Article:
Libya revolt: Rebels advance from Ajdabiya to Brega
Libyan rebels have pushed on westwards after recapturing the key oil town of Ajdabiya from Colonel Muammar Gaddafi's forces.
Reports said they later seized the town of Brega, 70km (44 miles) away.
The eastern towns along the coast had been lost one-by-one to advancing pro-Gaddafi forces before coalition airstrikes started last week.
Fresh air strikes have been reported at Sabha in central Libya.
Libyan state television said military and civilian areas had been hit, but there was no independent confirmation.
The TV also said there had been air strikes near Col Gaddafi's power base of Sirte, on the Mediterranean coast east of Tripoli.
Earlier, reports from besieged rebel-held Misrata said shelling ceased when coalition planes flew overhead.
"The shelling has stopped and now the war planes of allies are above the sky of Misrata. The shelling stopped when the planes appeared in the sky," one rebel told Reuters news agency.
France meanwhile said it had destroyed at least five military planes and two helicopters at Misrata air base on Saturday.
Misrata has become a key focus for the battle in western Libya: it is the only significant rebel-held city left, and has been under heavy bombardment for days.
Libyan rebels began their uprising in mid-February, seeking to end Col Gaddafi's four decades in power.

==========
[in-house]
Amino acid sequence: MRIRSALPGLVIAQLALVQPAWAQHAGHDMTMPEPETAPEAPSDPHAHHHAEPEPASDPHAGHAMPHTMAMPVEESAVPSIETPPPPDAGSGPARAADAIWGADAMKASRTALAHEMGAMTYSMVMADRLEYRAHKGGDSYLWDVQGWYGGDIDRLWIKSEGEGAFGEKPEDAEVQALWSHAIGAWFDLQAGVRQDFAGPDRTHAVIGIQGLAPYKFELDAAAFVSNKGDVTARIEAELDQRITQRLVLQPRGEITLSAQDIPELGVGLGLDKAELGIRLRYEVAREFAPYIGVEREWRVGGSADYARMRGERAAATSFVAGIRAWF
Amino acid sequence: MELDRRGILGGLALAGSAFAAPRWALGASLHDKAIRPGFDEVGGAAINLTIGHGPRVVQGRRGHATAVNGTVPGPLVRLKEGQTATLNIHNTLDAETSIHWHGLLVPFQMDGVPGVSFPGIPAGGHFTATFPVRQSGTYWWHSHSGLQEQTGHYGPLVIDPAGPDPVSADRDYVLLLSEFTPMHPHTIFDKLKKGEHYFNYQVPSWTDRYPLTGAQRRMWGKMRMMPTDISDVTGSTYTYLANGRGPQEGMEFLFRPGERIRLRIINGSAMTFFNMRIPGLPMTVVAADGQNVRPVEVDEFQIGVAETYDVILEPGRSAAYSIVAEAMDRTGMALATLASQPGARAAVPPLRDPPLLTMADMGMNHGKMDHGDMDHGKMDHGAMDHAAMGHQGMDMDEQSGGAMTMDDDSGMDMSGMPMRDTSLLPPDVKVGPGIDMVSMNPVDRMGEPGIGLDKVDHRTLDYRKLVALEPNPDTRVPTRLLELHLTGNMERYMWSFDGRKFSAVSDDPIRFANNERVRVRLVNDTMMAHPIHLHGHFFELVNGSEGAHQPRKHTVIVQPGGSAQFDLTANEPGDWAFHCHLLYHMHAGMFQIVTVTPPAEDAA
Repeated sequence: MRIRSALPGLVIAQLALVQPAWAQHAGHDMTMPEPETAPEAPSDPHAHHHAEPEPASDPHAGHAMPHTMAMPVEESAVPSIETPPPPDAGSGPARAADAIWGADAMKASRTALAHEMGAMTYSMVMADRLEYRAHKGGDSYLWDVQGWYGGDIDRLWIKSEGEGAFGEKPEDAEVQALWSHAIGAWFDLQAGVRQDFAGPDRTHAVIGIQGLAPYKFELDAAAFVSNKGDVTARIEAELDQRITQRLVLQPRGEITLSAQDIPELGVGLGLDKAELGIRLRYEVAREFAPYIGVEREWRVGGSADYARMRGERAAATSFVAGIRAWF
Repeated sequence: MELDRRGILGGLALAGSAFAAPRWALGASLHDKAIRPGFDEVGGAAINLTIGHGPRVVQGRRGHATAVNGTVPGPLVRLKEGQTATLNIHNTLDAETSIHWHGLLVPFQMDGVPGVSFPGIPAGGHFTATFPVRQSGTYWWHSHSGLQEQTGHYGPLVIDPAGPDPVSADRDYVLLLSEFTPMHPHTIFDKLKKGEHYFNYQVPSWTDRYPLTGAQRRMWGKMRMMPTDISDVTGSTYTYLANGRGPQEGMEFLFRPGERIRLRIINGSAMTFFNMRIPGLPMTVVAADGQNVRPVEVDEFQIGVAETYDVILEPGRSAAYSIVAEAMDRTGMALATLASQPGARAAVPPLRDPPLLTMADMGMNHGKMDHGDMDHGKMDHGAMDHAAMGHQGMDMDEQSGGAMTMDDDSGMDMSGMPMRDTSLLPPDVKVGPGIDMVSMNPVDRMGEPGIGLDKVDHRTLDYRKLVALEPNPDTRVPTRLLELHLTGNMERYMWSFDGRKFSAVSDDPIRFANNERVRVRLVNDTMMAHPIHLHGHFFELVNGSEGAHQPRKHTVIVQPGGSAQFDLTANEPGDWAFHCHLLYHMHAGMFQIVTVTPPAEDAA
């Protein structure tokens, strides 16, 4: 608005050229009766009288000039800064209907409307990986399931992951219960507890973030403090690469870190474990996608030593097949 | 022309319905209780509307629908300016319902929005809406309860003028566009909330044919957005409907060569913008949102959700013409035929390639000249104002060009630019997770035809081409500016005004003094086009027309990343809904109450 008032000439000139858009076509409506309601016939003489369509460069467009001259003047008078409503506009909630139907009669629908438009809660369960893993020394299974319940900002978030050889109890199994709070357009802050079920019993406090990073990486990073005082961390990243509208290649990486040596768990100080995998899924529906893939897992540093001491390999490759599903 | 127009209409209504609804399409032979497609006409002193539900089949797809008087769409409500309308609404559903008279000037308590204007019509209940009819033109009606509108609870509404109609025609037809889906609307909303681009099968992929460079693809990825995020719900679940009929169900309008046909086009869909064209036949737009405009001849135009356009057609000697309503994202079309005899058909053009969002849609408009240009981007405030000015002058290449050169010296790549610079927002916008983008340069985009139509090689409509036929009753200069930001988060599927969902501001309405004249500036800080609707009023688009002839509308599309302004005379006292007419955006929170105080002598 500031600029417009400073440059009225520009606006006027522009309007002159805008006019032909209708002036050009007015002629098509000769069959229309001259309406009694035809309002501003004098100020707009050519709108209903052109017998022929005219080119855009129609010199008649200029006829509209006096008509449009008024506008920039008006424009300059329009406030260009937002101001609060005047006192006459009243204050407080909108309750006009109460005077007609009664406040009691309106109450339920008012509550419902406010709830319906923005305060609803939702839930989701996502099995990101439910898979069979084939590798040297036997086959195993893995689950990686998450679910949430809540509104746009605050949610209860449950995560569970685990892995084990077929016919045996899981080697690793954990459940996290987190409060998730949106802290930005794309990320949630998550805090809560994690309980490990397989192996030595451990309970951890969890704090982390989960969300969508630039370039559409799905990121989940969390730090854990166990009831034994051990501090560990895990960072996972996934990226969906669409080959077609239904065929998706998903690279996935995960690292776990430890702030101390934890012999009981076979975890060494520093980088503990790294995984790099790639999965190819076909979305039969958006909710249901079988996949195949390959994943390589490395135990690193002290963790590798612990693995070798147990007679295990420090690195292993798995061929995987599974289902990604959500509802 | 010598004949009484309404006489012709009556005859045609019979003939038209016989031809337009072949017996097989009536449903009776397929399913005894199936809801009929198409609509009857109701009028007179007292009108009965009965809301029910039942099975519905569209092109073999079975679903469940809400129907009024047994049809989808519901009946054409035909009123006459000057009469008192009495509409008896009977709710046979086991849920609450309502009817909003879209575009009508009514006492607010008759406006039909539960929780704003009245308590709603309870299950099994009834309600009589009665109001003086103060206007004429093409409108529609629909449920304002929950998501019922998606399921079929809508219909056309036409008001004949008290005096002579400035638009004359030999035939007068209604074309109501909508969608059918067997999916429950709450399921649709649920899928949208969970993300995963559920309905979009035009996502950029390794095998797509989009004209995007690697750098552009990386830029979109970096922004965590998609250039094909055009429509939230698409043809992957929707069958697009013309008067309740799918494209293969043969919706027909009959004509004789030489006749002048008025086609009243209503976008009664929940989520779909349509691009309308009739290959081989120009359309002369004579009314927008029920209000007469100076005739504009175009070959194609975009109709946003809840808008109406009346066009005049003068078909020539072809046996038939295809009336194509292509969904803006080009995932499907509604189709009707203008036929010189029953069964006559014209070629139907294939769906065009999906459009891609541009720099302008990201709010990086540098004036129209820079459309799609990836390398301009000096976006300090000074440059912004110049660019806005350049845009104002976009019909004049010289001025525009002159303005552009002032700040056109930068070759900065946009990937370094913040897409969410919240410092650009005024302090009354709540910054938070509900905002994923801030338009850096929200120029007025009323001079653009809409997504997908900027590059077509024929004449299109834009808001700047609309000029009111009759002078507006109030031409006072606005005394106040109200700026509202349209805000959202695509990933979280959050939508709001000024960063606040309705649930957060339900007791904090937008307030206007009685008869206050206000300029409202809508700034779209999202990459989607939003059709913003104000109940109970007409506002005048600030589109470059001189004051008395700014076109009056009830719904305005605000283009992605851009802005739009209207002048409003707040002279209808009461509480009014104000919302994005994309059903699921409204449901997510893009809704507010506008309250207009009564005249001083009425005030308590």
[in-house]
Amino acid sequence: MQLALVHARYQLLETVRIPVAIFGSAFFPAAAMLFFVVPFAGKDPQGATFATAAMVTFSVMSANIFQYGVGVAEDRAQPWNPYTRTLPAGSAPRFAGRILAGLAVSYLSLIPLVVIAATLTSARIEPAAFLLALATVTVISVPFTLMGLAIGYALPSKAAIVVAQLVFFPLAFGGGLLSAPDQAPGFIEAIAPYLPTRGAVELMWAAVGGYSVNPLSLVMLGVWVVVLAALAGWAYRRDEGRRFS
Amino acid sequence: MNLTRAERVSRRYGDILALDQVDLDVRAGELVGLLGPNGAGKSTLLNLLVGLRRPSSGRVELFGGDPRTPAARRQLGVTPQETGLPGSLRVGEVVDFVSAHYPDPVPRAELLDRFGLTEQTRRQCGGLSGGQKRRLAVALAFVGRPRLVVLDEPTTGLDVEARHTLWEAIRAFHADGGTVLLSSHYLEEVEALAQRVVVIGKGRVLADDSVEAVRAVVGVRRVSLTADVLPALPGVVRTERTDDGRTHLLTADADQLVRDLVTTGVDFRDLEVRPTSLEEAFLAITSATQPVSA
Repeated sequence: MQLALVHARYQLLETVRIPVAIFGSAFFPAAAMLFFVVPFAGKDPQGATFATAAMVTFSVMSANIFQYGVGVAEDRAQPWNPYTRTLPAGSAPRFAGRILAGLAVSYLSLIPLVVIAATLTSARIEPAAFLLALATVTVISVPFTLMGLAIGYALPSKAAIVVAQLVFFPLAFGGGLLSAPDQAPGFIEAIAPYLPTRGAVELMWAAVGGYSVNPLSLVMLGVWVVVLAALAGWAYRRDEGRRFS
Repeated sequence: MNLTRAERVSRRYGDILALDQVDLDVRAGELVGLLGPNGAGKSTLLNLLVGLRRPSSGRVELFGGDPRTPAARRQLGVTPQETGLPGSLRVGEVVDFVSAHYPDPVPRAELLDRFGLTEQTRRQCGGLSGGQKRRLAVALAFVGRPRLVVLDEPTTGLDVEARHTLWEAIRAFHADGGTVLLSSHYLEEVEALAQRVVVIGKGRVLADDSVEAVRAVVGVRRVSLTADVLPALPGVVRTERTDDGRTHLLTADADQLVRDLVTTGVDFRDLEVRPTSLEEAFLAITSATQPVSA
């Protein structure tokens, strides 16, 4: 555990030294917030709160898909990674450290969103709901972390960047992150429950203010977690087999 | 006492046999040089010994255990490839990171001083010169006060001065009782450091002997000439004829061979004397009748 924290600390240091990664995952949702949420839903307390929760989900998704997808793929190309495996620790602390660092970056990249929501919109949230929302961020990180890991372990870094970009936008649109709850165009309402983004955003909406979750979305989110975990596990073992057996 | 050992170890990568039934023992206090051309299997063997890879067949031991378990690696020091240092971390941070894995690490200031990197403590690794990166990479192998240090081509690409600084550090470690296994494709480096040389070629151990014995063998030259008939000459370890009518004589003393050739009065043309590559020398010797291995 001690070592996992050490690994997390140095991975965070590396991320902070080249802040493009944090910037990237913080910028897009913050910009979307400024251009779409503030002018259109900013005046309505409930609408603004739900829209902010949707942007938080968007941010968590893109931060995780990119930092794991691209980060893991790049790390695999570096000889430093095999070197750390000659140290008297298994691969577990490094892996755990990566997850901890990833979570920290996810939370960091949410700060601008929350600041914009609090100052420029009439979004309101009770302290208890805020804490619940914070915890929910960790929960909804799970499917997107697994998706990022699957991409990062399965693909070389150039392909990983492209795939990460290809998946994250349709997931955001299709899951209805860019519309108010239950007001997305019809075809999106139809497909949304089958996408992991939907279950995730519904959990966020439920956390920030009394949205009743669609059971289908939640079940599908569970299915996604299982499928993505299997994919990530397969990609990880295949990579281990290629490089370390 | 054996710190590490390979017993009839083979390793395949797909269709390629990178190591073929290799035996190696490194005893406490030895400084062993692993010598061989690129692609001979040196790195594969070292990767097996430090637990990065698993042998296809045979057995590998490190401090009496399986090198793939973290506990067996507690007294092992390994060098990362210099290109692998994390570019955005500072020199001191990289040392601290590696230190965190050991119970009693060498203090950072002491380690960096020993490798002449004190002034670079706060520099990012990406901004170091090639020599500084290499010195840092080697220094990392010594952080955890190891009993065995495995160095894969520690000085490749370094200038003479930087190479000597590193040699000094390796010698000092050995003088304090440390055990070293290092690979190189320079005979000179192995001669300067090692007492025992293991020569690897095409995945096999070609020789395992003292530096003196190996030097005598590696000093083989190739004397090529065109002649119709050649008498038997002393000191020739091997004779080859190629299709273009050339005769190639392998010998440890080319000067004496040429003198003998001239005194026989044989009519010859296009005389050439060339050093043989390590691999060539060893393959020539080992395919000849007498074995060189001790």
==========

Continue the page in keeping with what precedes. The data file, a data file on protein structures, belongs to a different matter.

Coalition planes led by the US, UK and France have pounded targets across Libya for the past week, enforcing a UN no-fly zone aimed at protecting civilians.
The air strikes appear to have allowed the rebels to finally turn the tide on Col Gaddafi's forces in the east, and reverse their earlier losses.
A Libyan minister said the army had left the town after the "heavy involvement" of Western forces.
British RAF Tornado aircraft have been firing Brimstone guided missiles around Ajdabiya, a town of about 100,000 people.
The BBC's Ben Brown in Ajdabiya says those strikes seemed to be even heavier on Friday night, leaving wrecked tanks, armoured vehicles and artillery pieces at both the eastern and western gates to the town.
Some of the celebrating rebels chanted "Thank you, Obama", "Thank you, Cameron" - references to the US president and British prime minister.
Rebel forces then moved towards Brega.
A journalist travelling with the rebels told Agence France-Presse news agency they were now in the centre of the town and that government forces had fully withdrawn. Rebels also told Reuters they now controlled the town.
In his weekly address, US President Barack Obama said that the "clear and focused" military mission in Libya was succeeding.
"Make no mistake, because we acted quickly, a humanitarian catastrophe has been avoided and the lives of countless civilians - innocent men, women and children - have been saved," he said.
In the capital, Tripoli, a distressed woman reached a hotel where foreign journalists are staying, and told them she had been detained for two days by pro-Gaddafi forces and gang-raped after being stopped at a checkpoint.
She was still telling her story when hotel staff and government minders tackled her, and she was dragged out of the hotel and driven away by security guards. Reporters say her story cannot be verified but she did show signs of injury.
A Libyan government spokesman later said the woman was drunk and possibly mentally ill, but said an investigation was being carried out.